NASHVILLE, Tenn. (WTVF) — Advocates for Nashville's Community Oversight Board are responding to a bill proposed in the state legislature that would limit its powers by sending a message to the nation’s top-ranked athletes: don’t come to Tennessee.
Davidson County residents voted in November to create an oversight board to look at alleged police misconduct. However, HB 658 would not allow the board to issue subpoenas for documents or compel witness testimonies.
Lawmakers who back this plan, said they want to preserve the fundamental rights of both police officers and citizens.
The advocacy group "Community Oversight Now" announced Tuesday morning that they’re launching a new campaign called “Don’t Play Where You’re Not Welcome.”
Advocates are asking all top-ranked football and basketball high school athletes to withdraw their support from Tennessee's colleges and universities as a way to stand with the mission of the Community Oversight Board. They’re holding a press conference at 5 p.m.
“We are calling on Tennessee lawmakers to vote NO on HB 658. We are calling on the Governor, Lt. Governor, Senator leadership, and people of good will to reject this discriminatory legislation. Additionally, we are exploring all legal options to prevent state preemption,” the advocacy group said, in part.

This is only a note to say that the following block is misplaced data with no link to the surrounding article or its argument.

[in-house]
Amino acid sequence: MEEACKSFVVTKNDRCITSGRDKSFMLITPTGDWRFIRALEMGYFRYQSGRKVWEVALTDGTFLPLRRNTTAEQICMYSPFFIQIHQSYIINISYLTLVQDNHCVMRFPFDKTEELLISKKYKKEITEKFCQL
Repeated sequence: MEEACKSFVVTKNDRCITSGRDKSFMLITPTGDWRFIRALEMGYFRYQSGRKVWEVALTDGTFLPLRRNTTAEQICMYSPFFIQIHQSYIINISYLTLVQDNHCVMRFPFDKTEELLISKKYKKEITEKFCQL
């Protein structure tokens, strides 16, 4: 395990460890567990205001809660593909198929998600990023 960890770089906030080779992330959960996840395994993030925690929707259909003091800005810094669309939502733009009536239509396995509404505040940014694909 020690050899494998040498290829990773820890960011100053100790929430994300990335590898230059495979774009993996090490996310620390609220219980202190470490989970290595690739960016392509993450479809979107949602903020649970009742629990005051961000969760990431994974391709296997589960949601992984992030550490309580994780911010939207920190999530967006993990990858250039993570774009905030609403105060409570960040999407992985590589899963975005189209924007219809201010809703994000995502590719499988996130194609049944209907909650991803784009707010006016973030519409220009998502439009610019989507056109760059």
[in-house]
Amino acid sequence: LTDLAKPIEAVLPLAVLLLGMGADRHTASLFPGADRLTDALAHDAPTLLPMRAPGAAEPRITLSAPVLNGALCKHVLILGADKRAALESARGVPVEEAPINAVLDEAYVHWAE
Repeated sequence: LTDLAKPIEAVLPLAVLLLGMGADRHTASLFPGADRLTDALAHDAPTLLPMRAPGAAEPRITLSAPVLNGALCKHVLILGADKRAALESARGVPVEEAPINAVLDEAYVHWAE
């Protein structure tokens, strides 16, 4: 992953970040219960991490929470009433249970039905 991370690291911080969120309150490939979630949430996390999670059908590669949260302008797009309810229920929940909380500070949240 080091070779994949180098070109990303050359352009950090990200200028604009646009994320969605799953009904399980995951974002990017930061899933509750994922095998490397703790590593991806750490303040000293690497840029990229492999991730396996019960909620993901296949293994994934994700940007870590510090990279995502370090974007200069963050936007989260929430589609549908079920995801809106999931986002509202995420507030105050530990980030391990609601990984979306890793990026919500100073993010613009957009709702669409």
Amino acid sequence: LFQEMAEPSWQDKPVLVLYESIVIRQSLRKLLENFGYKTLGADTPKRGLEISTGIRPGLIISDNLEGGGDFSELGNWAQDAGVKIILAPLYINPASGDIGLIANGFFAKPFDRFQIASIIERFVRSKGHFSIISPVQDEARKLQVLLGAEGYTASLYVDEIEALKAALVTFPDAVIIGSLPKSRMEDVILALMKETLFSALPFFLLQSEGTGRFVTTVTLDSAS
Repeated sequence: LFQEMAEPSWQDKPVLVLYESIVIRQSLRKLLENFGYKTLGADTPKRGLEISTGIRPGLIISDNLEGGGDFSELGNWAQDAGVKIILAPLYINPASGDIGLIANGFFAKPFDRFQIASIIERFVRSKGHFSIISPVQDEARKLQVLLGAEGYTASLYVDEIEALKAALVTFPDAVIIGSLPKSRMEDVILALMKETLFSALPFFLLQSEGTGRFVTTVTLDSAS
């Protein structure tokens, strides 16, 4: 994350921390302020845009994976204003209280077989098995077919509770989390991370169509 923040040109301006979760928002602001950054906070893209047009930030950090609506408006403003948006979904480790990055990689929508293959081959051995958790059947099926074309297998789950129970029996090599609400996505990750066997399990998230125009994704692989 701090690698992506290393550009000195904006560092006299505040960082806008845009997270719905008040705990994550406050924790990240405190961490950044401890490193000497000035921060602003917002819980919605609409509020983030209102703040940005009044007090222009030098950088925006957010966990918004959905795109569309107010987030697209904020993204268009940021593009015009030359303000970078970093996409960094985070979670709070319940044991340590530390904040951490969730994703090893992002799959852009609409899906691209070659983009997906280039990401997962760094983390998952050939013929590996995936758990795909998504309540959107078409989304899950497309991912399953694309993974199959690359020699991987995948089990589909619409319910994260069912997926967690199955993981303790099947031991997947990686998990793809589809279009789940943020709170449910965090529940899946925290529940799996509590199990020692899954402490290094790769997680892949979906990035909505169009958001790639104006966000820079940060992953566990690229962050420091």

Nashville Mayor David Briley said in a statement that it's his job to ensure the will of the voters is carried out by continuing to implement the board. Briley added that Nashville voters spoke "loud and clear" despite facing a very competitive election where the measure faced opposition from police unions and other influential political groups.
Currently, Nashville's oversight board allows subpoena power and dictates that four of the seven members should live in "economically distressed communities." The first meeting of Nashville's oversight panel will be February 12.